Recently I had been wearing NRS Storm Boots while on my wilderness canoe trips. I really liked them, but while on my Woodland Caribou solo canoe trip in June I experienced pain in the tendon on the outside of my right ankle.
Since I was by myself and at the time I didn’t know if my ankle was going to get any worst I decided to cut my trip short. I wrote a report on this trip from June:
When I got home I went to the foot doctor and found that I had stressed the tendon that I have hurt a couple times in the past. I had a 21 day trip planned for August to Wabakimi and surrounding areas. I needed to find another boot. After doing some research I came up with the OTB Odhin boot.
Rory posted on a thread I started about then the upcoming, 21 Day Canoe Trip to the “Little North” on solotripping.com.
Today Rory posted a message on my blog:
I'm looking forward to your trip report, whenever you finish it. If you recall, I questioned you about your tripping footwear on solotripping.com. How did the OTBs perform?
I replied earlier today:
Thanks for checking out my blog! Yes, I do remember your question on solotripping.com . It's not that I wasn't going to respond, but I was going to put it in my trip report.
Since I just started my trip report and I have a ways to go on it I'll quickly answer your question, hopefully, later tonight. I'm planning to being gone most of the day.
I noticed that you are from the Detroit area. I grew up in Flint and suburb area from the age of 5 to 17. The second day after high school graduation I got the hell out of there.
I'll probably post my answer on the OTB boots on my blog and then link it back to the thread on solotripping.com.
I'm planning on attending the Near North Symposium here in Minneapolis later today.
We finished our 21 Day Canoe Trip to the “Little North” in 21 days of straight paddling in extremely high water conditions. This was probably close to a 300 mile trip. It seemed like we were lining, tracking or portaging as much as we paddled. Another words, we did a lot of walking and some swimming in them.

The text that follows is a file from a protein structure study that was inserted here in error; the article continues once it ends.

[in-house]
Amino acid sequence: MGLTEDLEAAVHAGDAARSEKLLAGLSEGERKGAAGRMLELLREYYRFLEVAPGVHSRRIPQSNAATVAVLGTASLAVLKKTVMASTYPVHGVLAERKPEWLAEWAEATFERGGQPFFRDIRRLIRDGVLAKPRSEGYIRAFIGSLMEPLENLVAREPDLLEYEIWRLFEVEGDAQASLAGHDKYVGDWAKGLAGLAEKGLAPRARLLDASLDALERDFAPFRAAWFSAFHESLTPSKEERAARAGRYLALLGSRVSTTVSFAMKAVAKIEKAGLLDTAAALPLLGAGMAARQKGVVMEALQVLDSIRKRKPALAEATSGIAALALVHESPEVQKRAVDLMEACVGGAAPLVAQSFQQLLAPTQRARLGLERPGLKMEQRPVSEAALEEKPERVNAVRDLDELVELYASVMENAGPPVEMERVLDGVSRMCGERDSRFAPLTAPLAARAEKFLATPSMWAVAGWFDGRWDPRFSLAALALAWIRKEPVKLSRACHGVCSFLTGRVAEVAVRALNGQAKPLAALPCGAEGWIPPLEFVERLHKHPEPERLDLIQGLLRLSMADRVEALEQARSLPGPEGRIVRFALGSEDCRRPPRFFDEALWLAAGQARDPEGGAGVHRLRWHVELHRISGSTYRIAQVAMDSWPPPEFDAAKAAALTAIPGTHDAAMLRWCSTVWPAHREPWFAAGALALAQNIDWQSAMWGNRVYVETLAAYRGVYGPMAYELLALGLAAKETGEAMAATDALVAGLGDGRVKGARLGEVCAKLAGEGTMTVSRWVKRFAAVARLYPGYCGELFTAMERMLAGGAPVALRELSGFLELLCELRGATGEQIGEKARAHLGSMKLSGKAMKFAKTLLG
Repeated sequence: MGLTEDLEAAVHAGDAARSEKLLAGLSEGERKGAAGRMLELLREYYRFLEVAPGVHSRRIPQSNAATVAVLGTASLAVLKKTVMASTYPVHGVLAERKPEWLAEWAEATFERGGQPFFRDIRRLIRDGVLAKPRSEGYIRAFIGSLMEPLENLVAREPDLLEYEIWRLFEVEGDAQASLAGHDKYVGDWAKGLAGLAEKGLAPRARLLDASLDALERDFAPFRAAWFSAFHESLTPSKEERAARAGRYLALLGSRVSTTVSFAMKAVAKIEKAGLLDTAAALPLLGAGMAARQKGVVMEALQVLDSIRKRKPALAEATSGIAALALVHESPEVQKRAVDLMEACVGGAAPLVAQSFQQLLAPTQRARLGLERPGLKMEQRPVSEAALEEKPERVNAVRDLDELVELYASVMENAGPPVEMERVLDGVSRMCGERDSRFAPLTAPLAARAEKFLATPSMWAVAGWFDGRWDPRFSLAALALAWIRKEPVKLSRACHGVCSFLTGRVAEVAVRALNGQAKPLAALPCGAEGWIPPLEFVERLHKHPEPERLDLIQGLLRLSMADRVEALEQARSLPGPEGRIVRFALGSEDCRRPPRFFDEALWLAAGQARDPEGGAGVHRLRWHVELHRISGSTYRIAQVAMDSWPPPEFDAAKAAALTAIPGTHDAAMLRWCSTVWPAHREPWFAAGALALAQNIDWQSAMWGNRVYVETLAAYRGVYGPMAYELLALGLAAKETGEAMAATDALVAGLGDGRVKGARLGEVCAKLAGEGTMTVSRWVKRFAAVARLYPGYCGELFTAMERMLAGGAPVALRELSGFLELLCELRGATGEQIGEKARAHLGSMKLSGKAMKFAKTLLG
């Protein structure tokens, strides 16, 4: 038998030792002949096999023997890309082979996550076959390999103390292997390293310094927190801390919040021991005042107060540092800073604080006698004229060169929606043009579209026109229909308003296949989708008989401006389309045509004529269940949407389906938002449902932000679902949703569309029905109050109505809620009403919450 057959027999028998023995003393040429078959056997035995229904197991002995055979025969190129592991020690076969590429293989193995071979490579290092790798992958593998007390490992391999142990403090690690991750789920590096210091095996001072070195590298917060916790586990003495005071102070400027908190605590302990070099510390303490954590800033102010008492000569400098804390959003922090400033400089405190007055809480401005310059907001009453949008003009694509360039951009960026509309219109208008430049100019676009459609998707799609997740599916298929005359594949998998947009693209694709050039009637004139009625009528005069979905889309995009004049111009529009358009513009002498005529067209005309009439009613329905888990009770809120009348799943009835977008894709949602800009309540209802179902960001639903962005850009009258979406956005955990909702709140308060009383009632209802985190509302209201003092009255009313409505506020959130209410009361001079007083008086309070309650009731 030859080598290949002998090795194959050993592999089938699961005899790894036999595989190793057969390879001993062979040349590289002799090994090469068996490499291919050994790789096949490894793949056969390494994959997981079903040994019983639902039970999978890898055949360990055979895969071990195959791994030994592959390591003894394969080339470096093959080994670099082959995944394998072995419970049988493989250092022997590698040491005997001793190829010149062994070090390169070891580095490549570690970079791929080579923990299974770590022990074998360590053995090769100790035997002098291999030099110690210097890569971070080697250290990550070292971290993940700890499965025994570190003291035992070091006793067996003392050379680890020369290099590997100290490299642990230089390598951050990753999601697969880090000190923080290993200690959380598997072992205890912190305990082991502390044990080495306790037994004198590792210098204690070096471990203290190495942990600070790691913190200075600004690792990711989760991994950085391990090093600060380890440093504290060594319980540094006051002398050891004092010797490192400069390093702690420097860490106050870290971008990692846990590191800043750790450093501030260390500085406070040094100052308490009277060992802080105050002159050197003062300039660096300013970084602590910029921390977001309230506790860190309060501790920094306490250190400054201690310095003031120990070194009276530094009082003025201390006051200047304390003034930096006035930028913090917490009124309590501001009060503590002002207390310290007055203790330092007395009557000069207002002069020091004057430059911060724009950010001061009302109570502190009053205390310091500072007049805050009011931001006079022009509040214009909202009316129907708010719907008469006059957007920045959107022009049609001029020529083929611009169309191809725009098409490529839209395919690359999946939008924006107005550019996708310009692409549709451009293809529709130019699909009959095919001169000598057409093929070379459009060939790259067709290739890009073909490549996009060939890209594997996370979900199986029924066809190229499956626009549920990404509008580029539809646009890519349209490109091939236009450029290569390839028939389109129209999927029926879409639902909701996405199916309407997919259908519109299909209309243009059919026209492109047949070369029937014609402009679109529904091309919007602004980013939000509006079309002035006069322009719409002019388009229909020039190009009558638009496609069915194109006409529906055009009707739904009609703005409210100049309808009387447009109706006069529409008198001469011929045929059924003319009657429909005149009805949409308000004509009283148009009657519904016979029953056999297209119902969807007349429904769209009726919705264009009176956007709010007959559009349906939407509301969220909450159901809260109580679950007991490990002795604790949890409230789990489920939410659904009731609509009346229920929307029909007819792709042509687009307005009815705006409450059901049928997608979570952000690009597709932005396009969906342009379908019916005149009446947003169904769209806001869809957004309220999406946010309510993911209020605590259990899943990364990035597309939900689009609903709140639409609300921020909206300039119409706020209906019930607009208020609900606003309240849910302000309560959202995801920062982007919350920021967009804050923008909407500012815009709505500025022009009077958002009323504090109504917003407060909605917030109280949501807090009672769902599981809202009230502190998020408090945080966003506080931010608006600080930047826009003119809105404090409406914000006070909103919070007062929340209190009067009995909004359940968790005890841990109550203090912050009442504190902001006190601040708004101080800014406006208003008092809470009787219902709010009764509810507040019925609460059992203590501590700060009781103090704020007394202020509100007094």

I liked the support they offered for my ankles. Since I wore a support on my right ankle I wore a thin polypro sock under the support then a thin wool sock over it. On my left foot I wore a thin polypro sock and a heavier wool sock. That heavy sock never dried out the whole trip.
Another thing was the boots drained very quickly. I wouldn’t consider traveling with boots that didn’t drain for comfort and for safety reason.
As for the soles they were ok for the most part. They definitely don’t grip like the soles on the NRS Storm Boot. I didn’t have too much problem at all, but the terrain in Wabakimi is relatively flat compared to say Woodland Caribou. While we walked on rocks under water while lining and tracking we didn’t have the opportunity to walk down wet slippery rock faces that I feel the NRS Storm Boots excel in.
What I didn’t like was the boots had no neoprene liner like the Storm Boots. We spent hours at a time in the cold water lining and tracking while cutting sweepers. It wasn’t just our feet getting wet. When we were in the water we were usually up to our waist and our chest in the other areas.
There were places where we walked through the bog/moss where the ground water really had cold water and it numbed the feet quickly. The feet stayed colder while in the canoe, also.
If I stay with these boots I will look into getting a neoprene sock. Nothing like having warm feet even when wet to be comforable.
The boots took a beating. There were several places on the uppers that the stitching was worn and coming loose. The soles stayed attached to the uppers. The old style NRS Storm Boots would probably not have held up either. That was one of the reason they stopped selling them. They fell apart. This summer I heard they were being re-designed and they were supposed to be for sale at the end of this year. I haven’t checked to see if they are back at NRS.
Dave who went on this trip bought the OTB Abyss boots. I know he complained about them. These are made slightly different from the Ohdin boot and they don’t go up as high.
My brand new Whiskey River paddle took a beating, also!!